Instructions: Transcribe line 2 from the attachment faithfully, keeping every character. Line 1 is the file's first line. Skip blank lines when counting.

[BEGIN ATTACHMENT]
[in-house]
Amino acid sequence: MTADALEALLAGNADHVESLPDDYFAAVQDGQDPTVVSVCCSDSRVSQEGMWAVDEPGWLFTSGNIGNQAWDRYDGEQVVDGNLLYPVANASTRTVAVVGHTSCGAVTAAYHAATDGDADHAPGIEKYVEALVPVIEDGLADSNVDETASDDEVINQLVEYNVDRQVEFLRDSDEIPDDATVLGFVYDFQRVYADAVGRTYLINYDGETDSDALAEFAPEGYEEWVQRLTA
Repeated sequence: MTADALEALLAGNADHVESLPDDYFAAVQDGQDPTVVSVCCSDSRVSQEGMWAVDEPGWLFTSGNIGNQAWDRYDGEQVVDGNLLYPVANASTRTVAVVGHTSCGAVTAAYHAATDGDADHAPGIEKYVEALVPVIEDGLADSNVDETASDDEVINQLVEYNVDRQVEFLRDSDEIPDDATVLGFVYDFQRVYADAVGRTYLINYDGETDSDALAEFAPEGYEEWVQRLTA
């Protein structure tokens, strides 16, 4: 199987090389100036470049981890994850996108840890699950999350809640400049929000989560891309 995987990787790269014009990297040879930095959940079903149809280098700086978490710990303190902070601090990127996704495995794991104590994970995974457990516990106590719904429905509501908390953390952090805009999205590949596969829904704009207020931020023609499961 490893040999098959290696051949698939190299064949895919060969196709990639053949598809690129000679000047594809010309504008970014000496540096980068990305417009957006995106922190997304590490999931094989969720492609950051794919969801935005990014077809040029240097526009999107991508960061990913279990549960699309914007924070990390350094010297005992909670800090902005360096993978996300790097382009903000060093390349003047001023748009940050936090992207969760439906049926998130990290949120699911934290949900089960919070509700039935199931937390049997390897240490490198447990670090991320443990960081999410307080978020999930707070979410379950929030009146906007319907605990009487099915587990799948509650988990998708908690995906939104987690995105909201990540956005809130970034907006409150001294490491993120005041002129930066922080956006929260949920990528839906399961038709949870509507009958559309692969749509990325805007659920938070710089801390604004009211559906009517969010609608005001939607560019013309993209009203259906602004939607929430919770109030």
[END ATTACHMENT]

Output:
Amino acid sequence: MTADALEALLAGNADHVESLPDDYFAAVQDGQDPTVVSVCCSDSRVSQEGMWAVDEPGWLFTSGNIGNQAWDRYDGEQVVDGNLLYPVANASTRTVAVVGHTSCGAVTAAYHAATDGDADHAPGIEKYVEALVPVIEDGLADSNVDETASDDEVINQLVEYNVDRQVEFLRDSDEIPDDATVLGFVYDFQRVYADAVGRTYLINYDGETDSDALAEFAPEGYEEWVQRLTA